Del Ponte promises to hunt Syria war criminals

Member of the Commission of Inquiry on Syria Carla del Ponte (R) listens to Chair Paulo Pinheiro during a news conference at the United Nations in Geneva October 25, 2012. REUTERS/Denis Balibouse

GENEVA: Carla del Ponte, the former United Nations war crimes prosecutor, vowed on Thursday to bring to justice high level Syrian political or military figures who may have ordered or committed war crimes.

Del Ponte, who has joined a team of U.N. human rights investigators on Syria, said she would help compile evidence and testimonies which could be used in an international tribunal or Syrian national court.

Led by Brazilian expert Paulo Pinheiro, the team has been documenting atrocities committed by Syrian government forces and armed rebels in the 19-month-old conflict.

"My main task will be to continue the inquiry in the direction of determining the high-ranking political and military authorities responsible for these crimes," she told reporters.

Del Ponte later said in a Swiss television interview it was up to key U.N. institutions and major powers to decide what to do with the findings of the team whose next report is due in January.

" We don't know yet whether it will be an international court or a national court or what. Our task is to carry out this investigation to gather evidence and it will be up to the U.N. Human Rights Council or Security Council to decide," she said.

In their last report in August, the investigators said Syrian government forces and allied militia had committed war crimes including murder and torture of civilians in what appeared to be a state-directed policy.

The investigators have also drawn up a secret list of Syrian individuals and units suspected of committing crimes which they say could pave the way for future criminal prosecution.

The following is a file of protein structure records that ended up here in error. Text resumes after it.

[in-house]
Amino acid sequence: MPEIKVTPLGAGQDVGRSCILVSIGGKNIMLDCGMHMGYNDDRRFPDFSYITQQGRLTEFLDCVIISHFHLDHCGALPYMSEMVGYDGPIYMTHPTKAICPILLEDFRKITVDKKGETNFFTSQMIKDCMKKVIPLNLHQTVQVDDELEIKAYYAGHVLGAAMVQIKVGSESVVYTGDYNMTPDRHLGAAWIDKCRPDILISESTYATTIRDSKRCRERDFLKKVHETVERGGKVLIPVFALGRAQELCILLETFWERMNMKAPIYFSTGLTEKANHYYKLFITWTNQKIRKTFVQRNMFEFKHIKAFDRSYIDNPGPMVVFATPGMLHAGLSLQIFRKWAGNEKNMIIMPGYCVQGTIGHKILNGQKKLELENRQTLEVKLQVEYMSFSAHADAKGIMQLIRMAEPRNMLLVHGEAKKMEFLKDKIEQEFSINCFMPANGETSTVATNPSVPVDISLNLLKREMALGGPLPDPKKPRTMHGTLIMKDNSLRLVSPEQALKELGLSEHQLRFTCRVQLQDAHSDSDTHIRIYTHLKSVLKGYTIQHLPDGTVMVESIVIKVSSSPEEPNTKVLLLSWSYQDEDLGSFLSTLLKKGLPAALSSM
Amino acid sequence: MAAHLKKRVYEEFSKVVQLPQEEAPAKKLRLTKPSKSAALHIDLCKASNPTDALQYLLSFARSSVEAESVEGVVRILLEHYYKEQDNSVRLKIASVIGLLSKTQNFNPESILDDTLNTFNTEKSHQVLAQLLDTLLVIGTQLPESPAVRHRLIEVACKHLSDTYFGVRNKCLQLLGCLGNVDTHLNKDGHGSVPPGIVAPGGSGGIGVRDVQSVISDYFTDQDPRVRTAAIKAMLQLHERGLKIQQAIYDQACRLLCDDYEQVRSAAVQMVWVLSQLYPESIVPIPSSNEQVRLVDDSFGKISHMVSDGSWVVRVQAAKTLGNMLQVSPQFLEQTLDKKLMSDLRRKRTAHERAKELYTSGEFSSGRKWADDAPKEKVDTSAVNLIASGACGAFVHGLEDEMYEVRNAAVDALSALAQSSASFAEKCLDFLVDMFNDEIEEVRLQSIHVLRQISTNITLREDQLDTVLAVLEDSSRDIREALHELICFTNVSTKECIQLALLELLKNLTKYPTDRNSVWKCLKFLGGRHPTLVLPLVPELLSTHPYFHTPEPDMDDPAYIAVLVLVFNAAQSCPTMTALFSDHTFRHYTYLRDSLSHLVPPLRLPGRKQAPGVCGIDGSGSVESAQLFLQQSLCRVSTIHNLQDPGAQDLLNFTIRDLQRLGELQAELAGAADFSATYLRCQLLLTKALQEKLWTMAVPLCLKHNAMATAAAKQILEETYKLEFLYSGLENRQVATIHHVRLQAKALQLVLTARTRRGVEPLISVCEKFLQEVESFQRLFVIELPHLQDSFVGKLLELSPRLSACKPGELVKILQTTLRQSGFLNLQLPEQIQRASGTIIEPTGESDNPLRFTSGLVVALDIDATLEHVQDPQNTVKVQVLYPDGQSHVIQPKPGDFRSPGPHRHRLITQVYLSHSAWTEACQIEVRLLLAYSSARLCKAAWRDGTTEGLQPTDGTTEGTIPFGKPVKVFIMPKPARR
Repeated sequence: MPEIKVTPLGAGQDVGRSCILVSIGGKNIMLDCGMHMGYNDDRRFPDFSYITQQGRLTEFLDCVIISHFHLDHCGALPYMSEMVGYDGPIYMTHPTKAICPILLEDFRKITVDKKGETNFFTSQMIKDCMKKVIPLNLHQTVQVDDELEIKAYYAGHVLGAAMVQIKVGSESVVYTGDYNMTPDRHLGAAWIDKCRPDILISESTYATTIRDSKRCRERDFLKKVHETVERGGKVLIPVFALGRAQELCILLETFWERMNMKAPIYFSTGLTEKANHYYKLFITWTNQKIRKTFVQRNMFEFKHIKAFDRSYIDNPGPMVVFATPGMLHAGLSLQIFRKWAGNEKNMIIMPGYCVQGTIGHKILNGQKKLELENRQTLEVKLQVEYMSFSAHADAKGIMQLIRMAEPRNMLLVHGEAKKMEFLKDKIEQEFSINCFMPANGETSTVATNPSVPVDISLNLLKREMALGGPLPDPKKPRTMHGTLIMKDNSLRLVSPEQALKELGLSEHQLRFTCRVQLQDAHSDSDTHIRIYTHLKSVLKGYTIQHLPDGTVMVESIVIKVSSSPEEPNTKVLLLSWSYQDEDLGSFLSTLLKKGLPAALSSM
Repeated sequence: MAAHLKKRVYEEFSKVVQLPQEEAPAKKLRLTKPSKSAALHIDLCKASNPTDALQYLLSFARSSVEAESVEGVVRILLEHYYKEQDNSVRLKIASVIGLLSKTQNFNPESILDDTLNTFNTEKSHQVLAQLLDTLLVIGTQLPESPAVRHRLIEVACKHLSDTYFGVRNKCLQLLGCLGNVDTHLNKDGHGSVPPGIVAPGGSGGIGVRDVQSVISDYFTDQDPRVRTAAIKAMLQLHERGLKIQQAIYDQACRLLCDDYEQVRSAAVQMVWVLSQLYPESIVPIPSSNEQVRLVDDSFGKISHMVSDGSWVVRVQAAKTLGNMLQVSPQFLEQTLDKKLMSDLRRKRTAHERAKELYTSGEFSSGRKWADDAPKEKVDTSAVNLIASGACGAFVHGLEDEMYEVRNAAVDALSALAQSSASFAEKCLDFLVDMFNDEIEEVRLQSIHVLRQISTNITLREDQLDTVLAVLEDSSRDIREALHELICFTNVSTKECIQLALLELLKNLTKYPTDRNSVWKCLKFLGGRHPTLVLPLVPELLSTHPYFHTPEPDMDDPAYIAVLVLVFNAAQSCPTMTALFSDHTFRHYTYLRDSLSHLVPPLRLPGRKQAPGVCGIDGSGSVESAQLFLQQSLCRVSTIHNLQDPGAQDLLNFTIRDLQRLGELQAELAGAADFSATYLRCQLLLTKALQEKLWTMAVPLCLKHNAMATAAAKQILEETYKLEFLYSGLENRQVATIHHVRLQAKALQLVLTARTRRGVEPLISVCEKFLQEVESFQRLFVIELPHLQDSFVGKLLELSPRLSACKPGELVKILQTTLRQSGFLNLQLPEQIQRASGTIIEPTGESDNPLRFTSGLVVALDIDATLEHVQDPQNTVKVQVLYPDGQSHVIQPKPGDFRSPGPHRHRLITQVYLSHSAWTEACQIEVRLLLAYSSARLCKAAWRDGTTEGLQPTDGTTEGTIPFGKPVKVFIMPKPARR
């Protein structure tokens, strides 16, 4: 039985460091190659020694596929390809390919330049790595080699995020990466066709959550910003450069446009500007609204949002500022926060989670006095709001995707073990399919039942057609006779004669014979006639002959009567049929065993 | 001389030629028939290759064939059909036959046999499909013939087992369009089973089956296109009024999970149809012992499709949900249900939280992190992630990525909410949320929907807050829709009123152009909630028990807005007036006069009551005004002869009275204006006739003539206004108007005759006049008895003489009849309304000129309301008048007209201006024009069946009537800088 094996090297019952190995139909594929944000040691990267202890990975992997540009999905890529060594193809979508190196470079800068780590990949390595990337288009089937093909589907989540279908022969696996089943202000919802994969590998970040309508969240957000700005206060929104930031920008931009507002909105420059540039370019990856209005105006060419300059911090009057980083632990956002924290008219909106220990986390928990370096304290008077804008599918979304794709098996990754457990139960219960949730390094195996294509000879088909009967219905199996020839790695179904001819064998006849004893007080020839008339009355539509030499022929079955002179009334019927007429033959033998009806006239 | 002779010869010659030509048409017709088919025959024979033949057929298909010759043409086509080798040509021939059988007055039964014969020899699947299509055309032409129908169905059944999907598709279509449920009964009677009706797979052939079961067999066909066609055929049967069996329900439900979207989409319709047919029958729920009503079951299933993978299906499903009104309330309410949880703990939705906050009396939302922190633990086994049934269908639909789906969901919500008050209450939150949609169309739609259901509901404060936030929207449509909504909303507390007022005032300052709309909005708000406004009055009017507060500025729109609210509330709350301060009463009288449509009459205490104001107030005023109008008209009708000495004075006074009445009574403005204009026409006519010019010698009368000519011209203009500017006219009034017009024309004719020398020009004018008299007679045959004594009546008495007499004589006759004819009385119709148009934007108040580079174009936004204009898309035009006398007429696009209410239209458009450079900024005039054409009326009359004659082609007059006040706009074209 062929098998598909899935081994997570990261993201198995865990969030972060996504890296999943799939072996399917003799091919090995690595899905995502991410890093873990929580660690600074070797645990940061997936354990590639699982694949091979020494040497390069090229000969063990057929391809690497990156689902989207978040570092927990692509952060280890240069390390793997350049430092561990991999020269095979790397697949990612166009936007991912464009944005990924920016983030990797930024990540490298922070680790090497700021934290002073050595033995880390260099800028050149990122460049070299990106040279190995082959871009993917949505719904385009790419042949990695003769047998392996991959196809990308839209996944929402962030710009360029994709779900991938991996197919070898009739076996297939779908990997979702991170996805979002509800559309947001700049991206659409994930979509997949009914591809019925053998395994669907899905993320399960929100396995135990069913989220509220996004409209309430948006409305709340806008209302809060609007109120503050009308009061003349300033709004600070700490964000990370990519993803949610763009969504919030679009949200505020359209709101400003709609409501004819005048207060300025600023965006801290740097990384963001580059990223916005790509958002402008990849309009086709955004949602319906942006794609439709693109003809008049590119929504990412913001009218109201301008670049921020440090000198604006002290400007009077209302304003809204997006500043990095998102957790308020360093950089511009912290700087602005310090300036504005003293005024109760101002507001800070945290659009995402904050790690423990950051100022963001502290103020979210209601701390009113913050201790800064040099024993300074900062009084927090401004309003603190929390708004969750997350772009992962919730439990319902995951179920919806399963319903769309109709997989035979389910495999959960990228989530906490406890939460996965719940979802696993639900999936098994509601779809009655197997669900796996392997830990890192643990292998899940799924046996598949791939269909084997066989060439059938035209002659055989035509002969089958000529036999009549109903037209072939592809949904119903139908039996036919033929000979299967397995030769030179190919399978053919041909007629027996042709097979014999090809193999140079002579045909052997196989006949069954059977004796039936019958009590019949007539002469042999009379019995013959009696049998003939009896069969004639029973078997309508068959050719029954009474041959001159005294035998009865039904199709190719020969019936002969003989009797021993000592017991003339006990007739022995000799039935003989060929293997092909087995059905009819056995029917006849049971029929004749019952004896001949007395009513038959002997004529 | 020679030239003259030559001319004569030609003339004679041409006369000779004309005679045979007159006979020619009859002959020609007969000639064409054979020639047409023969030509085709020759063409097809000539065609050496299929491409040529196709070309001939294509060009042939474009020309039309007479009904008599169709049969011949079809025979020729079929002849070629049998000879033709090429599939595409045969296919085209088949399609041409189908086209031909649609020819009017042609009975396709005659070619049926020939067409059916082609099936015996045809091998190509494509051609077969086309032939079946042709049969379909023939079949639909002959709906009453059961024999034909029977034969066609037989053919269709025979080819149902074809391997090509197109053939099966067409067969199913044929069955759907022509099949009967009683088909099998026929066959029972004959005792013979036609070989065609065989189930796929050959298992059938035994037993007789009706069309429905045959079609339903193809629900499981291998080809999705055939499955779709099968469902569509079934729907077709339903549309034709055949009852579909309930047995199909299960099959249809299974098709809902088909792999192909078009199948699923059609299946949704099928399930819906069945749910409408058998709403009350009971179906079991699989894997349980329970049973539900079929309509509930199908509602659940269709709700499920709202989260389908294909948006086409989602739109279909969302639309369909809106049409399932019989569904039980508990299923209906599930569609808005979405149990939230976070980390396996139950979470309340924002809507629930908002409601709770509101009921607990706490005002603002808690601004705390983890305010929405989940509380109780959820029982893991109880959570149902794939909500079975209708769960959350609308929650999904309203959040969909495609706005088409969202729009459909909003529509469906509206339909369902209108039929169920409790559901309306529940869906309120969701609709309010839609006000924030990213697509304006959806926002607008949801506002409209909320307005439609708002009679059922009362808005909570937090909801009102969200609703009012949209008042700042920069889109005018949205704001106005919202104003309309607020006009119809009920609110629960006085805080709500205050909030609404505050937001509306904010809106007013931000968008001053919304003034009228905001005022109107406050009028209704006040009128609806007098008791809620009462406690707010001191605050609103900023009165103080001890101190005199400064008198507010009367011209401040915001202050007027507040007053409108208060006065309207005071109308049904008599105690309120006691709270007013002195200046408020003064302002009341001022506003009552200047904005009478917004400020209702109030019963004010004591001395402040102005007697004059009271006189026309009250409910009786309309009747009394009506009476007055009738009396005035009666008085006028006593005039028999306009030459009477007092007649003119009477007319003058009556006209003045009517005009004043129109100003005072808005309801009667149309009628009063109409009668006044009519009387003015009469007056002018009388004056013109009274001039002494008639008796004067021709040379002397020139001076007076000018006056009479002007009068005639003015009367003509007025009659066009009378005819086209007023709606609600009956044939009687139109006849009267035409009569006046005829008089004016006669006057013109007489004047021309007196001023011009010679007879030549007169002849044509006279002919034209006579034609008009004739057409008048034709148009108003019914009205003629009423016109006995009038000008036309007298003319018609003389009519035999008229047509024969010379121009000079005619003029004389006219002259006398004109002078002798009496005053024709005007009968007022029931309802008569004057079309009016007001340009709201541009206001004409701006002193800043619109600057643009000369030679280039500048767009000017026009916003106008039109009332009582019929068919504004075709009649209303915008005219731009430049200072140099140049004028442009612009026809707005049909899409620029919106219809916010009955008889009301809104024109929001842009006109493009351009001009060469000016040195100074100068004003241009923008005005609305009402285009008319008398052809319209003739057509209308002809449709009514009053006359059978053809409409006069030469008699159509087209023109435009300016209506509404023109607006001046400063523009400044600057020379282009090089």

The list is locked in a safe in the office of U.N. High Commissioner for Human Rights Navi Pillay, who has repeatedly called for the Security Council to refer the conflict in Syria to the prosecutor of the International Criminal Court (ICC).

"We are not a tribunal, we are not a criminal prosecution body. What we do is to build evidence for future judicial initiatives in terms of making accountable those responsible for these violations," Pinheiro said.

Del Ponte's eight years at the Hague-based International Criminal Tribunal for the former Yugoslavia were dominated by the pursuit and trial of former Yugoslav President Slobodan Milosevic, who died in 2006 before sentencing.

Asked about parallels between Syria and past investigations, she said: "The similarity is of course we are handling the same crimes, crimes against humanity and war crimes for sure."

Previously the Swiss attorney-general and also known for her crusades against the mafia and organised crime, Del Ponte said she was moved by the accounts of atrocities emerging from Syria.

"There are many, many victims. I have learned that there are many children among them. It may be the first time that I am confronted by this," she told Swiss television.

The investigators have sent a letter requesting to meet Syria's President Bashar al-Assad in a bid to secure access for the team which has been shut out of the country since being set up a year ago.

They have interviewed more than 1,100 victims, refugees and defectors, but have not been able to meet wounded soldiers or families of state forces killed by rebels.

"We intend to go there without conditions to meet President Assad to discuss access of our commission to Syria," said Pinheiro, who went to Damascus in June in a personal capacity.

Del Ponte praised the panel's work in documenting violations across Syria as providing a "big picture of the crime base" needed to pursue responsibility up the chain of command.





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